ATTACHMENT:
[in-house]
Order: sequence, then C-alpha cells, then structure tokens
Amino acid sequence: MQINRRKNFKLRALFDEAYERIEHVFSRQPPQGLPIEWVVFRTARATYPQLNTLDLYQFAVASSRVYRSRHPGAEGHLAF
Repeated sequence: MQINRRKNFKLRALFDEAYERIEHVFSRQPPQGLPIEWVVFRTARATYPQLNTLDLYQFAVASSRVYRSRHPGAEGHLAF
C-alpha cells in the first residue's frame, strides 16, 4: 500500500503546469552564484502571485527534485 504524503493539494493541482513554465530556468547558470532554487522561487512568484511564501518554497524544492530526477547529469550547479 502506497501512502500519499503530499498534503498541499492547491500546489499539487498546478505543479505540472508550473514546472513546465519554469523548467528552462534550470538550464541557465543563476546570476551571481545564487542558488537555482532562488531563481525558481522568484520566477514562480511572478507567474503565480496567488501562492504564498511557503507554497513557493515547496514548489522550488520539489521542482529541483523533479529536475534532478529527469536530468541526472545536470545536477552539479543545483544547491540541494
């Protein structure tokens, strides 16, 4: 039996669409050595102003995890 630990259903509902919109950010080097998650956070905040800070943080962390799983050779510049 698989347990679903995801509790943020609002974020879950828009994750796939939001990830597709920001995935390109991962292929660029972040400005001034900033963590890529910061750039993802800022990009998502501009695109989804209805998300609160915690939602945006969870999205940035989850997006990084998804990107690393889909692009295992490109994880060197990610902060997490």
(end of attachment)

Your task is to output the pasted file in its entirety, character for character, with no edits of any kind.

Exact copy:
[in-house]
Order: sequence, then C-alpha cells, then structure tokens
Amino acid sequence: MQINRRKNFKLRALFDEAYERIEHVFSRQPPQGLPIEWVVFRTARATYPQLNTLDLYQFAVASSRVYRSRHPGAEGHLAF
Repeated sequence: MQINRRKNFKLRALFDEAYERIEHVFSRQPPQGLPIEWVVFRTARATYPQLNTLDLYQFAVASSRVYRSRHPGAEGHLAF
C-alpha cells in the first residue's frame, strides 16, 4: 500500500503546469552564484502571485527534485 504524503493539494493541482513554465530556468547558470532554487522561487512568484511564501518554497524544492530526477547529469550547479 502506497501512502500519499503530499498534503498541499492547491500546489499539487498546478505543479505540472508550473514546472513546465519554469523548467528552462534550470538550464541557465543563476546570476551571481545564487542558488537555482532562488531563481525558481522568484520566477514562480511572478507567474503565480496567488501562492504564498511557503507554497513557493515547496514548489522550488520539489521542482529541483523533479529536475534532478529527469536530468541526472545536470545536477552539479543545483544547491540541494
């Protein structure tokens, strides 16, 4: 039996669409050595102003995890 630990259903509902919109950010080097998650956070905040800070943080962390799983050779510049 698989347990679903995801509790943020609002974020879950828009994750796939939001990830597709920001995935390109991962292929660029972040400005001034900033963590890529910061750039993802800022990009998502501009695109989804209805998300609160915690939602945006969870999205940035989850997006990084998804990107690393889909692009295992490109994880060197990610902060997490």